2.  Angry Child (Innate Child Mode) : feels intensely angry, enraged, infuriated, frustrated, impatient because the core emotional (or physical) needs of the vulnerable child are not being met
6.  :)etached Protector (Maladaptive coping mode) : cuts off needs and feelings; detaches emotionally from people and rejects their help; feels withdrawn, spacey, distracted, disconnected, depersonalized, empty or bored; pursues distracting,  self-soothing,  or self-stimulating activities in a compulsive way or to excess; may adopt a cynical, aloof  or pessimistic stance to avoid investing in people or activities
8.  Punitive Parent (Maladaptive Parent mode) : feels that oneself or others deserves punishment or blame and often acts on these feelings by being blaming, punishing, or abusive towards self (e.g., self-mutilation) or others.  This mode refers to the style with which rules are enforced rather than the nature of the rules.
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« Reply #20 on: June 10, 2013, 02:53:47 PM »


Mode
----------------------------------
Vulnerable child
Angry Child
Enraged Child
Impulsive Child
Undisciplined Child
Happy Child
Compliant Surrender
Detached Protector
Detached Self-Soother
Self-aggrandizer
Bully and Attack mode
Punishing Parent
Demanding Parent
Healthy Adult

Tendency
--------------
--
--
--
--
--
High
--
--
--
Mod
--
--
Mod
High

Avg
--------
1.50
1.80
1.60
1.44
2.00
4.50
2.29
1.44
3.00
2.70
2.00
1.60
3.20
4.30

4+
-------
0
0
0
0
0
8
0
0
0
3
1
0
4
8

Compare to GP
-------------------
--
--
Above norm
--
--
--
--
--
Above norm
--
--
--
--
--

Tendency refers to the schema frameworks by which I may function.
Average is the mean of the numerical answers that I provided for each schema mode (rated from 1-6).
4+ is the number of the answers of 4 or higher that I provided for each schema mode.
"Above norm" is greater than 1 standard deviation from the mean (average) - stronger tendencies than the general population.
in other words, statistically higher than the general population.


Self-aggrandizer 
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« Reply #21 on: June 10, 2013, 11:03:35 PM »

Does this test indicate codependent traits? Yes - indirectly.
It clearly indicates Adult Child traits and proclivities. And I have heard it said that "You can't be an Adult Child without being codependent and visa versa".
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« Reply #22 on: June 13, 2013, 02:25:17 AM »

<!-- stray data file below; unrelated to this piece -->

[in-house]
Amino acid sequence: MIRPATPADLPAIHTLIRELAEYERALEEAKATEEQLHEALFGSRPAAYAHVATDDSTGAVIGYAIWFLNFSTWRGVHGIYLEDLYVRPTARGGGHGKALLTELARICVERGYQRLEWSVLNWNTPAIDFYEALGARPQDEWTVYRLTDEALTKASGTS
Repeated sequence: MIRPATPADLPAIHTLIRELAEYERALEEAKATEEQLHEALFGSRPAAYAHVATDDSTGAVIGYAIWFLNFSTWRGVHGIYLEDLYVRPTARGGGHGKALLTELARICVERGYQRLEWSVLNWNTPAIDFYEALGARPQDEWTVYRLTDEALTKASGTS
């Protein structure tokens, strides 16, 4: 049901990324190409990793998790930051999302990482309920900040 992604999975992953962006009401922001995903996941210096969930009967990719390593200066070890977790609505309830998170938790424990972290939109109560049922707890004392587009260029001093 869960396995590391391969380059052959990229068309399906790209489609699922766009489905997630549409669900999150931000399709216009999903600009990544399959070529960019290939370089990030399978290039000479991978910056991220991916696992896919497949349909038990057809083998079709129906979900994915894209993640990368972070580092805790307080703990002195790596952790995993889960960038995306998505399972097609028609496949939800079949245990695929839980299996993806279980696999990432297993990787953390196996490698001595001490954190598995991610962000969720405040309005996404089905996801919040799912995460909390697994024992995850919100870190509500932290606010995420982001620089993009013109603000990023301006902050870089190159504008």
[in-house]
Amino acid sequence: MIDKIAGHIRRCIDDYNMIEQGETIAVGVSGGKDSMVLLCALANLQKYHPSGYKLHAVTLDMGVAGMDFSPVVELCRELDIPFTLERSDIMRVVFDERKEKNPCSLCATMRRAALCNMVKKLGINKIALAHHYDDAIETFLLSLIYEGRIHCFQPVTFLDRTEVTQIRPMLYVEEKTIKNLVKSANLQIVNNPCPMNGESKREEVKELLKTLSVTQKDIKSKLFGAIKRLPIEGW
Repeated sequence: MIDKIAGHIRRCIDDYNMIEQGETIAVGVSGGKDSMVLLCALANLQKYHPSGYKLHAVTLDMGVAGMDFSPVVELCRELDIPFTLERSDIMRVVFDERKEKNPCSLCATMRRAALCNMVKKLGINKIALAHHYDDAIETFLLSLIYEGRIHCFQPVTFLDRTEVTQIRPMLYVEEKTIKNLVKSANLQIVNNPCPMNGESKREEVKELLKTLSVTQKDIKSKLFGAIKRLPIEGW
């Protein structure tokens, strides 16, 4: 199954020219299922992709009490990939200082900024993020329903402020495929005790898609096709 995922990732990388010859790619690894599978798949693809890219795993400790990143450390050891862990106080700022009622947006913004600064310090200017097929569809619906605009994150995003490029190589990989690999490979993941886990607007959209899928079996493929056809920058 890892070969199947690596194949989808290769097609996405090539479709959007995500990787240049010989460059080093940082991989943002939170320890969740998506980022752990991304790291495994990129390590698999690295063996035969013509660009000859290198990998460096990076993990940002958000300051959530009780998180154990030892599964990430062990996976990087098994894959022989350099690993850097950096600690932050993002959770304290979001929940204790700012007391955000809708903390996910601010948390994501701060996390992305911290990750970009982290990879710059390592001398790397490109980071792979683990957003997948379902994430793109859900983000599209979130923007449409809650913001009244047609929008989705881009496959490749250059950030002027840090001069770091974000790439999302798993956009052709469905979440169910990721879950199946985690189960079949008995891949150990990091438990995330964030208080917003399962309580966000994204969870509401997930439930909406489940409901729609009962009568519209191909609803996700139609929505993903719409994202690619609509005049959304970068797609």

sounds like a bunch of healthy adults in here  Smiling (click to insert in post) what do you guys make of the poll, and the test? here's mine:

Mode
----------------------------------
Vulnerable child
Angry Child
Enraged Child
Impulsive Child
Undisciplined Child
Happy Child
Compliant Surrender
Detached Protector
Detached Self-Soother
Self-aggrandizer
Bully and Attack mode
Punishing Parent
Demanding Parent
Healthy Adult

Tendency
--------------
--
--
--
--
Mod
High
--
--
--
Mod
--
--
Mod
High

Avg
--------
1.10
2.20
1.10
1.33
3.00
4.40
1.29
1.11
1.75
3.10
2.22
1.00
3.00
5.00

4+
-------
0
1
0
0
2
8
0
0
0
3
2
0
3
9

Compare to GP
-------------------
--
--
--
--
Above norm
--
--
--
--
Above norm
--
--
--
--

Tendency refers to the schema frameworks by which I may function.
Average is the mean of the numerical answers that I provided for each schema mode (rated from 1-6).
4+ is the number of the answers of 4 or higher that I provided for each schema mode.
"Above norm" is greater than 1 standard deviation from the mean (average) - stronger tendencies than the general population.
in other words, statistically higher than the general population.


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« Reply #23 on: June 13, 2013, 01:03:14 PM »


Mode
----------------------------------
Vulnerable child
Angry Child
Enraged Child
Impulsive Child
Undisciplined Child
Happy Child
Compliant Surrender
Detached Protector
Detached Self-Soother
Self-aggrandizer
Bully and Attack mode
Punishing Parent
Demanding Parent
Healthy Adult

Tendency
--------------
High
Mod
--
High
--
--
High
--
--
High
--
High
High
High

Avg
--------
6.00
2.70
1.00
5.33
2.33
1.70
5.14
2.11
1.00
4.10
1.22
3.50
5.30
3.70

4+
-------
10
3
0
7
1
0
5
2
0
6
0
4
9
5

Compare to GP
-------------------
Above norm
Above norm
--
Above norm
--
--
Above norm
Above norm
--
Above norm
--
Above norm
Above norm
--

Tendency refers to the schema frameworks by which I may function.
Average is the mean of the numerical answers that I provided for each schema mode (rated from 1-6).
4+ is the number of the answers of 4 or higher that I provided for each schema mode.
"Above norm" is greater than 1 standard deviation from the mean (average) - stronger tendencies than the general population.
in other words, statistically higher than the general population.
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« Reply #24 on: June 13, 2013, 06:13:46 PM »


Mode
----------------------------------
Vulnerable child
Angry Child
Enraged Child
Impulsive Child
Undisciplined Child
Happy Child
Compliant Surrender
Detached Protector
Detached Self-Soother
Self-aggrandizer
Bully and Attack mode
Punishing Parent
Demanding Parent
Healthy Adult

Tendency
--------------
--
--
--
--
--
High
--
--
--
--
--
--
Mod
High

Avg
--------
2.00
1.90
1.40
1.56
2.83
4.00
3.14
2.00
2.25
2.30
1.89
1.50
2.70
3.80

4+
-------
1
1
0
0
1
7
2
0
0
0
0
0
3
7

Compare to GP
-------------------
Above norm
--
--
--
--
--
Above norm
--
--
--
--
--
--
--

Tendency refers to the schema frameworks by which I may function.
Average is the mean of the numerical answers that I provided for each schema mode (rated from 1-6).